We need to secure PHI, but we are hoisting ourselves on our own petards if we let legitimate concerns about the use of patient data block or slow our adoption of EMRs and HCIT for ACOs and PCMHs. Just as there are real benefits associated with use of de-id’ed patient data, there are (significant, hidden) costs with not sharing health data.

The irony here is that the most common, undeniably harmful use of sensitive PHI has been to deny coverage to patients with pre-existing conditions. Kind of makes sense. It is, after all, health information.

Nothing like sharing a post about the fears and challenges associated with sharing data and privacy and following up with a post that talks about how it might not be as big of a risk as many like to make it. Of course, the happy place is somewhere in the middle where we do a good job securing the data while as HIPAA outlines, we avoid placing an undue burden on patient care.

HIPAA Lawsuit – PHI by Un-encrypted Email

Posted on December 29, 2010 I Written By

John Lynn is the Founder of the HealthcareScene.com blog network which currently consists of 10 blogs containing over 8000 articles with John having written over 4000 of the articles himself. These EMR and Healthcare IT related articles have been viewed over 16 million times. John also manages Healthcare IT Central and Healthcare IT Today, the leading career Health IT job board and blog. John is co-founder of InfluentialNetworks.com and Physia.com. John is highly involved in social media, and in addition to his blogs can also be found on Twitter: @techguy and @ehrandhit and LinkedIn.

In kind of ironic timing, the news was recently reported of a patient talking to lawyers about a possible lawsuit against a doctor who sent her protected health information (PHI) to his home email in an un-encrypted format. The irony is that for the past week, my post on Email not being HIPAA secure has been having a really good discussion happening in the comments about these very issues (you should go read through the comments, they’re very interesting).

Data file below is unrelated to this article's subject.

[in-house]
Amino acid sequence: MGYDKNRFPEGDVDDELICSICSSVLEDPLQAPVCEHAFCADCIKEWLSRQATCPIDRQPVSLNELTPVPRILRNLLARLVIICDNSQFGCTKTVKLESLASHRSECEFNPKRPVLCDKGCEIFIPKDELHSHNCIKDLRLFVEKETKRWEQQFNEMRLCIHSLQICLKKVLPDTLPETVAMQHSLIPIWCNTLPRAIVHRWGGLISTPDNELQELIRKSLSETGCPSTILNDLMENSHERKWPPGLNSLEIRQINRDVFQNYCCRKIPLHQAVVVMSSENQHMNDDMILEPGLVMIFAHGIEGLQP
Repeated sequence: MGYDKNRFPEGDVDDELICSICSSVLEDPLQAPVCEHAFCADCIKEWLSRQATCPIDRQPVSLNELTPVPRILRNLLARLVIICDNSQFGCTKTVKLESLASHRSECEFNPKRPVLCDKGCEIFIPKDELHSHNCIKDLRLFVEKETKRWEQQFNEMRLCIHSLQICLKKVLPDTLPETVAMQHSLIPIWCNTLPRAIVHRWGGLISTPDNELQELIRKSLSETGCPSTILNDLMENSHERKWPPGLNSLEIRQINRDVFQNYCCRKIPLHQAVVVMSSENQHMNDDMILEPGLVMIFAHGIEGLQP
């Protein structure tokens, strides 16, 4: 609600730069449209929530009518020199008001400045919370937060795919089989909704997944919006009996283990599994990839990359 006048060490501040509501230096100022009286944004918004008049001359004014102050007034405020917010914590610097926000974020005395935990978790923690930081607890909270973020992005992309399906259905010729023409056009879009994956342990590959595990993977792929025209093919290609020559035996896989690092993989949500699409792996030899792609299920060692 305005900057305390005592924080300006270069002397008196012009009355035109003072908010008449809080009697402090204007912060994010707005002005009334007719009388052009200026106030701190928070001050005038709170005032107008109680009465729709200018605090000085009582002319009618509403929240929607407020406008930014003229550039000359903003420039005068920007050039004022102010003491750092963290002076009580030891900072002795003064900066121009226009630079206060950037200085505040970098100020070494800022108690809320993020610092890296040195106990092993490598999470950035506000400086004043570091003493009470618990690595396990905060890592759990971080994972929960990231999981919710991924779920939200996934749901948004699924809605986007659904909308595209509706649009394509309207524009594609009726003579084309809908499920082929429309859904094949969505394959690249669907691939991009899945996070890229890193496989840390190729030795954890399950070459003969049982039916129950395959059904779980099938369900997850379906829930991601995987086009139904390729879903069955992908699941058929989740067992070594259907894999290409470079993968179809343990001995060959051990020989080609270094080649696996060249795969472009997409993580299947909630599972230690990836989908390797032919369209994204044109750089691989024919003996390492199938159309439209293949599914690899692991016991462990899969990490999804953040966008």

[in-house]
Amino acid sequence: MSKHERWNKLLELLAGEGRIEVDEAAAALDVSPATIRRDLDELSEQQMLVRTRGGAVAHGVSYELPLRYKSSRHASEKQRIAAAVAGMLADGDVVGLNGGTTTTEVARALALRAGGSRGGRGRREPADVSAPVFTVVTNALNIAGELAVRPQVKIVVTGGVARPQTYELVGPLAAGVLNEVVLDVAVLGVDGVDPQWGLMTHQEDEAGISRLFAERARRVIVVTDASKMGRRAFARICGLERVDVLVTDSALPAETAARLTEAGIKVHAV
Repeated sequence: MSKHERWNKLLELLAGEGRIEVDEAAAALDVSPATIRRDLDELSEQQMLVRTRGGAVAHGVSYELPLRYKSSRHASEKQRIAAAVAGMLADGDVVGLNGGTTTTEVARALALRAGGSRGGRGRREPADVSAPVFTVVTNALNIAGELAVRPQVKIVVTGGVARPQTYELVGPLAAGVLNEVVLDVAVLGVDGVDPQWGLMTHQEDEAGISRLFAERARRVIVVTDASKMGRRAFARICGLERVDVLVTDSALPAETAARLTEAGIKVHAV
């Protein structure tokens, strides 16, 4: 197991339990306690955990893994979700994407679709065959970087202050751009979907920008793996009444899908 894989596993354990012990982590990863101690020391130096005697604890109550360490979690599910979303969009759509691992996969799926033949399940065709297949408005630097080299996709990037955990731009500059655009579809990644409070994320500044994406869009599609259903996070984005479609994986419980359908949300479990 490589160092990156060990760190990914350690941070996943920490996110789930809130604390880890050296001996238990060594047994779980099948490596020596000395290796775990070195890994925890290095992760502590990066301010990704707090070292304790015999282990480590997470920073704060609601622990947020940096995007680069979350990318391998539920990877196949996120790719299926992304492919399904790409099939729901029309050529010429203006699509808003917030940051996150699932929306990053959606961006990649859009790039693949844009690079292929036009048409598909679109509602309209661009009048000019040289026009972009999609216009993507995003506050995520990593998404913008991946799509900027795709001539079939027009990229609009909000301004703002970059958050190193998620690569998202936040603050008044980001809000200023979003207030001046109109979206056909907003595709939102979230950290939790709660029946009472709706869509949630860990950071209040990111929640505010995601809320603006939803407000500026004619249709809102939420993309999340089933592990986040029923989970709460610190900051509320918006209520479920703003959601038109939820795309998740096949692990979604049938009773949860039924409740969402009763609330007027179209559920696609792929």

One interesting part of the above news story is that it didn’t even include the most common personal information used for identity theft. Certainly a person’s name and medical information should be kept private as well and could have consequences related to its release on the internet. However, it definitely doesn’t bring out the privacy critics like a breach of financial related info would bring.

While I personally hate lawsuits, a part of me kind of hopes that this or some other lawsuit happens related to email and PHI. Not because I like lawsuits or I want someone to be held responsible. Mostly because we could use some legal precedent to better enable those who want to use technology like email. Until the precedence is set (or a more specific law), I think that many people are just too afraid to use email for any sort of health care related communication.

In the comments I mentioned above, someone even commented about them wanting a doctor who would let them waive their right to privacy in the name of convenience. Basically, they would rather use email to communicate even PHI at the risk of someone seeing their health information so that they can use communication tools like email in their healthcare. I bet there are a lot more people who would opt in for this also. The problem is that the law is such that I don’t know many doctors who are willing to take the risk even if the patient gives them permission.

The best alternative right now is the patient portal where a patient receives an email saying something has been added or updated on the portal and invites them to login to the private secured portal to see the PHI or other health information. Not perfect and not that broadly adopted.

Lots of other issues related to email with doctors, but at least resolving the privacy and security ones would allow us to focus on those other issues.